The Google Camera app is one of my favorite camera apps ever. There’s nothing like it for iOS, That said, it still has limitations and Android developers know how to fix them. Google Camera+ HDR is a ported version of the Google Camera app that brings HDR to non-Google devices. It’s a pretty amazing little port that’s just added the ability to take RAW photos on Android phones.
Download Google Camera+HDR from XDA Developers. They have a nice detailed write-up about this app. There are two versions of it; one for Snapdragon 820/821 devices, and one for non-Snapdragon devices. Download the correct one and side-load it on your Android phone. You don’t need a rooted device to use this app. This is a third-party app and it’s not available on the Google Play Store so use it at your own risk. If you’re apprehensive about this app, know that the XDA Community has complete faith in it.
Take RAW Photos On Android
Install the app, and open it. Tap the hamburger icon at the top left and from navigation drawer, select Settings. On the Settings screen, scroll down the Photos section and tap Experimental.
On the Experimental screen, enable HDR+RAW+JPEG. Next, restart your phone. Do not skip this step.
That’s about it. Once your phone restarts, open the app and take a photo. You will see it processing HDR in the notification shade. Allow the app to finish processing it. Open the Photos app and you will see that each photo is saved twice. One is in JPEG format and the other is in DNG format. The DNG file is the RAW image.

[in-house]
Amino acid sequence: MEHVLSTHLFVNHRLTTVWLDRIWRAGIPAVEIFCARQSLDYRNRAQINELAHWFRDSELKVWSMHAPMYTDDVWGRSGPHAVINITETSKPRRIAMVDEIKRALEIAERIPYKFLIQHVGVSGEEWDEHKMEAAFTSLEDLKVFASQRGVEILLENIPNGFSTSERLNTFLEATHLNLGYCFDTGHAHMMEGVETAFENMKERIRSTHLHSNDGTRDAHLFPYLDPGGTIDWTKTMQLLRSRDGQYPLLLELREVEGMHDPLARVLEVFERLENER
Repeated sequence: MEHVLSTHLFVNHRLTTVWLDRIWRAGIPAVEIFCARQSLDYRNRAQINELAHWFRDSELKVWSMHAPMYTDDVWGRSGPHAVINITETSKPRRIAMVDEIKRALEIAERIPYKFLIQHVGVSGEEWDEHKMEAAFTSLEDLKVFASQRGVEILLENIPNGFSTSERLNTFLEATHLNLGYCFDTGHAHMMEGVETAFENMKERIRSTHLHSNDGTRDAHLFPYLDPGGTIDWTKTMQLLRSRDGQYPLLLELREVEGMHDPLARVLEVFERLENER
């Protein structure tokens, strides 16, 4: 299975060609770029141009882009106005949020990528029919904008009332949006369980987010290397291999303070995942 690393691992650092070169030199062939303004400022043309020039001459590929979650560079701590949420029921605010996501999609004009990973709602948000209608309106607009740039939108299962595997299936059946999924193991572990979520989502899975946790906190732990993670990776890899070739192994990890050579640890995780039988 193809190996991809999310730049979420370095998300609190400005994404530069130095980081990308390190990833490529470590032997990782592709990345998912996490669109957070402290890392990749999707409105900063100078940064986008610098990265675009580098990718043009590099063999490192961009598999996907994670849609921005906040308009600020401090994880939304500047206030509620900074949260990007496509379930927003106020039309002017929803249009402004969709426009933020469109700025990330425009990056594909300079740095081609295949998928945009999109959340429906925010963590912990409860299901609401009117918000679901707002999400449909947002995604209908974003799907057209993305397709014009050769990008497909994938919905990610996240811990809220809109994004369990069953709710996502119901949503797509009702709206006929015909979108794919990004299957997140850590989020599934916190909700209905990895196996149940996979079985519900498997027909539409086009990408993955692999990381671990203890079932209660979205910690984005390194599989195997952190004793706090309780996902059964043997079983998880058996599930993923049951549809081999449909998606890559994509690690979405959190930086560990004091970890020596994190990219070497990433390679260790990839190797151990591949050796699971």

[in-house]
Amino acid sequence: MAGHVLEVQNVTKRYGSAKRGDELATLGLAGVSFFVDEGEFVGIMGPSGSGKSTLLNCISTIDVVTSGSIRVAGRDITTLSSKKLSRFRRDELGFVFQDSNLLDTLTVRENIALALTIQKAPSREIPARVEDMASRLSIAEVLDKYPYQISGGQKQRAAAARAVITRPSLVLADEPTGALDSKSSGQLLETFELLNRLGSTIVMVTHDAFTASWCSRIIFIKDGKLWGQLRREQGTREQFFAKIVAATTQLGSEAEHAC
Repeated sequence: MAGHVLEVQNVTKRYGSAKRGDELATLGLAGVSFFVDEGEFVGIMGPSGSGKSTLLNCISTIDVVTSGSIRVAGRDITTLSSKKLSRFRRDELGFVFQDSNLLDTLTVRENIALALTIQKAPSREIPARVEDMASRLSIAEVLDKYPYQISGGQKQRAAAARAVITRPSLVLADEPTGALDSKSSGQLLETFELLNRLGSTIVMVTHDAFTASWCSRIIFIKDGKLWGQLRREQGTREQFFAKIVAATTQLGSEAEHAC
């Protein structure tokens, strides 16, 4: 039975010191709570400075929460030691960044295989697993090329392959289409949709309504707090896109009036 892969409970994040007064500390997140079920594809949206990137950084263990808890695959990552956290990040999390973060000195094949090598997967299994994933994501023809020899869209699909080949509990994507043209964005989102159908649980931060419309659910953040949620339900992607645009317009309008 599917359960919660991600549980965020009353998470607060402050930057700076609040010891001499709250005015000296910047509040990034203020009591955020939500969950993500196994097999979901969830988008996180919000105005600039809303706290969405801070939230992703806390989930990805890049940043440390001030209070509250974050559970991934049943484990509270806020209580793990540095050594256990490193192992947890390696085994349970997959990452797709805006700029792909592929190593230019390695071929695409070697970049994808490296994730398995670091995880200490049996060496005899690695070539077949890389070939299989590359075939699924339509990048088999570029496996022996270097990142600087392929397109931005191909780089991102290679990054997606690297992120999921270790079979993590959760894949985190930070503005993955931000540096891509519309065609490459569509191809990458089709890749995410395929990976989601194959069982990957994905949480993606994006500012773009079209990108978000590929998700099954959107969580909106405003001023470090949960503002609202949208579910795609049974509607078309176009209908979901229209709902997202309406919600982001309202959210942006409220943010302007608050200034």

View RAW Images
You can view RAW images in the Photos app on your Android phone, and in the Preview app in macOS, and the Photos app in Windows 10.
There’s no conclusive list for compatible devices. You won’t easily be able to install the app on a Google device such as a Nexus 6P because the package name of Google Camera+HDR is the same as the Google Camera app. The clash prevents it from installing. If you can remove the Google Camera app from your Android phone, you will be able to install Google Camera+ HDR. While Google does let Android users take RAW photos on Android Lolllipop and above, it doesn’t give you the RAW file. Instead, you get a JPEG which is why you’re probably interested in this app.
We tested this app on a Nokia 5. A Nokia 5, for those that are unaware, is one of the cheapest, low spec, budget phones on the market. We were still able to take RAW photos on it. The quality wasn’t anything to get excited about but the point is, this app works on even low end phones. The photo quality is still a matter of hardware so you can’t do anything about it with software alone. HDR may or may not work on all devices.